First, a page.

Assessment of Smallholders’ Barriers to Adopt Sustainable Practices: Case Study on Oil Palm (Elaeis Guineensis) Smallholders’ Certification in North Sumatra, Indonesia

Assessment of Smallholders’ Barriers to Adopt Sustainable Practices: Case Study on Oil Palm (Elaeis Guineensis) Smallholders’ Certification in North Sumatra, Indonesia

Diana Chalil (University of Sumatra Utara, Indonesia)
DOI: 10.4018/978-1-4666-2842-7.ch016
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Abstract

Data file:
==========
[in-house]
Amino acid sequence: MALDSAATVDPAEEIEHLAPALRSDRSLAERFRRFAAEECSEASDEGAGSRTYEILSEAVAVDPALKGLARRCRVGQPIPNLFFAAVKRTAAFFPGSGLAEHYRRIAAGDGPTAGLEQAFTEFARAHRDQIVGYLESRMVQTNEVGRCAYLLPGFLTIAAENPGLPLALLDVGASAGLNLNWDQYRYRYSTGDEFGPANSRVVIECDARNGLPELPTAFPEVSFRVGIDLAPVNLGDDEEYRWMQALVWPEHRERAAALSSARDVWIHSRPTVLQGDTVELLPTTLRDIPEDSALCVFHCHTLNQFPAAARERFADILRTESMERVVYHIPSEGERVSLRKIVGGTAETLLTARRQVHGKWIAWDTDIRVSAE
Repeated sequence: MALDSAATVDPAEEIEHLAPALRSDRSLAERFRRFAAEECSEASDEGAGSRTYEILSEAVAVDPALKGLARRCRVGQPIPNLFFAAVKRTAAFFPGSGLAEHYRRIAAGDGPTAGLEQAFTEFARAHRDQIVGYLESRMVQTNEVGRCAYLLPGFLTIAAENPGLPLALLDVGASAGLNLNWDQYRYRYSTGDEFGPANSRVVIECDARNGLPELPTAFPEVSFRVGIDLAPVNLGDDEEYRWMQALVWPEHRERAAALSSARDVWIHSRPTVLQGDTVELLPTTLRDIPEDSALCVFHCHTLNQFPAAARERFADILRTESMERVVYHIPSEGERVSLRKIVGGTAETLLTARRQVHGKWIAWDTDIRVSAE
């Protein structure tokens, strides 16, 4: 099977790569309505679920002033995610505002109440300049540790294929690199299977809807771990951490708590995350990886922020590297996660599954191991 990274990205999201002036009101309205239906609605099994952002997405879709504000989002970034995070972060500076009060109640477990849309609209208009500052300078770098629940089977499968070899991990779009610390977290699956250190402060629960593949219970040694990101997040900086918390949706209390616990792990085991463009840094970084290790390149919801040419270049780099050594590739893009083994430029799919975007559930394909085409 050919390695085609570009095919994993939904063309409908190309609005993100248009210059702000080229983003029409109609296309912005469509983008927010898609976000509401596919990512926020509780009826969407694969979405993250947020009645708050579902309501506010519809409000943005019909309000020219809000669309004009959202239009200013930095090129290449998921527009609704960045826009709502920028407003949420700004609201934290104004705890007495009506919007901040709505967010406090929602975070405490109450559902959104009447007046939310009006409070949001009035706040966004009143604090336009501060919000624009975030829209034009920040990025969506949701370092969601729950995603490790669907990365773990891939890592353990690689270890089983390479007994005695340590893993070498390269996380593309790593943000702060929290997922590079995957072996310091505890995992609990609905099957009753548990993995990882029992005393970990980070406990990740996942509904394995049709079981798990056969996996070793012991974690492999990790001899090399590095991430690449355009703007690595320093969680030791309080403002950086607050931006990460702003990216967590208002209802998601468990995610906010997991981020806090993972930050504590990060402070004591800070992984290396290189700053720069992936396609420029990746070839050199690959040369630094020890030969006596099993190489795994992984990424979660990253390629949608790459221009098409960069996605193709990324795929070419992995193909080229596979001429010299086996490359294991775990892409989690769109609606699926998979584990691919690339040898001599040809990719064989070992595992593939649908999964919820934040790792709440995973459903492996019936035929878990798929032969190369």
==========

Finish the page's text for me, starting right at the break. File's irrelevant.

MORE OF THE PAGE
The significant increase in oil palm areas has led to concerns about the sustainability of the associated farming practices. To address these issues, the Roundtable Sustainable Palm Oil (RSPO) organization formulated principles and criteria (P&C) for sustainable practices for members of the oil palm industry. Initially, only big companies applied for RSPO’s certificate of sustainable product. However, with the growing proportion of smallholders, they are strongly suggested to get involved. Currently, only a few smallholders have obtained the certificate. One possible reason is that the RSPO P&C might be too complicated for smallholders. Using a descriptive and correlation method, this study found that lack of information, cost of adoption and incompability with the stage of farm development, social values and farming conditions, inadequate managerial skills, and profitability explain the barriers for smallholders to adopt the RSPO’s P&C. These barriers need to be addressed in order to improve the adoption of sustainable practices among oil palm smallholders.

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